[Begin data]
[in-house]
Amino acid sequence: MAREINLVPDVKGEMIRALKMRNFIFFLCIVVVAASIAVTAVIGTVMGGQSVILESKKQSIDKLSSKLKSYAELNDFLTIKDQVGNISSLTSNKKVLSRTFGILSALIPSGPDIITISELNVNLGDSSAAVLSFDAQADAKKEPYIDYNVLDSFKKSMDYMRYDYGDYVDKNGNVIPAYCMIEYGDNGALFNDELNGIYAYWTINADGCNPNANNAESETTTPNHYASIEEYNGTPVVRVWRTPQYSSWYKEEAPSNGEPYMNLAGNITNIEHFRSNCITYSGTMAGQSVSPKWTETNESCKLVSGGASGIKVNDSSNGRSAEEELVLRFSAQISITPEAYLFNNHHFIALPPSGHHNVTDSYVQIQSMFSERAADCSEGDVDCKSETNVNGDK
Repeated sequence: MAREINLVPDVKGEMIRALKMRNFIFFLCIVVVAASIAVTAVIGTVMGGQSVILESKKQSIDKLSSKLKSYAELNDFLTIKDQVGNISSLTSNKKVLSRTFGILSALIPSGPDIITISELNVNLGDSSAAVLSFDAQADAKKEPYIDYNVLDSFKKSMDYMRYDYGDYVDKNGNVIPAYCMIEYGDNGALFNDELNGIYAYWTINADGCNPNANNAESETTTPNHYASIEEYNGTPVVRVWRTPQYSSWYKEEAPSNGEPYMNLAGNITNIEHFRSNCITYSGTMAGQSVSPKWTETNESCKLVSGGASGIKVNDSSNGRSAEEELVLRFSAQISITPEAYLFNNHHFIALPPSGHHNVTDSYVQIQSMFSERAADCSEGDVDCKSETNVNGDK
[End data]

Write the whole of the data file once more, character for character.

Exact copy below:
[in-house]
Amino acid sequence: MAREINLVPDVKGEMIRALKMRNFIFFLCIVVVAASIAVTAVIGTVMGGQSVILESKKQSIDKLSSKLKSYAELNDFLTIKDQVGNISSLTSNKKVLSRTFGILSALIPSGPDIITISELNVNLGDSSAAVLSFDAQADAKKEPYIDYNVLDSFKKSMDYMRYDYGDYVDKNGNVIPAYCMIEYGDNGALFNDELNGIYAYWTINADGCNPNANNAESETTTPNHYASIEEYNGTPVVRVWRTPQYSSWYKEEAPSNGEPYMNLAGNITNIEHFRSNCITYSGTMAGQSVSPKWTETNESCKLVSGGASGIKVNDSSNGRSAEEELVLRFSAQISITPEAYLFNNHHFIALPPSGHHNVTDSYVQIQSMFSERAADCSEGDVDCKSETNVNGDK
Repeated sequence: MAREINLVPDVKGEMIRALKMRNFIFFLCIVVVAASIAVTAVIGTVMGGQSVILESKKQSIDKLSSKLKSYAELNDFLTIKDQVGNISSLTSNKKVLSRTFGILSALIPSGPDIITISELNVNLGDSSAAVLSFDAQADAKKEPYIDYNVLDSFKKSMDYMRYDYGDYVDKNGNVIPAYCMIEYGDNGALFNDELNGIYAYWTINADGCNPNANNAESETTTPNHYASIEEYNGTPVVRVWRTPQYSSWYKEEAPSNGEPYMNLAGNITNIEHFRSNCITYSGTMAGQSVSPKWTETNESCKLVSGGASGIKVNDSSNGRSAEEELVLRFSAQISITPEAYLFNNHHFIALPPSGHHNVTDSYVQIQSMFSERAADCSEGDVDCKSETNVNGDK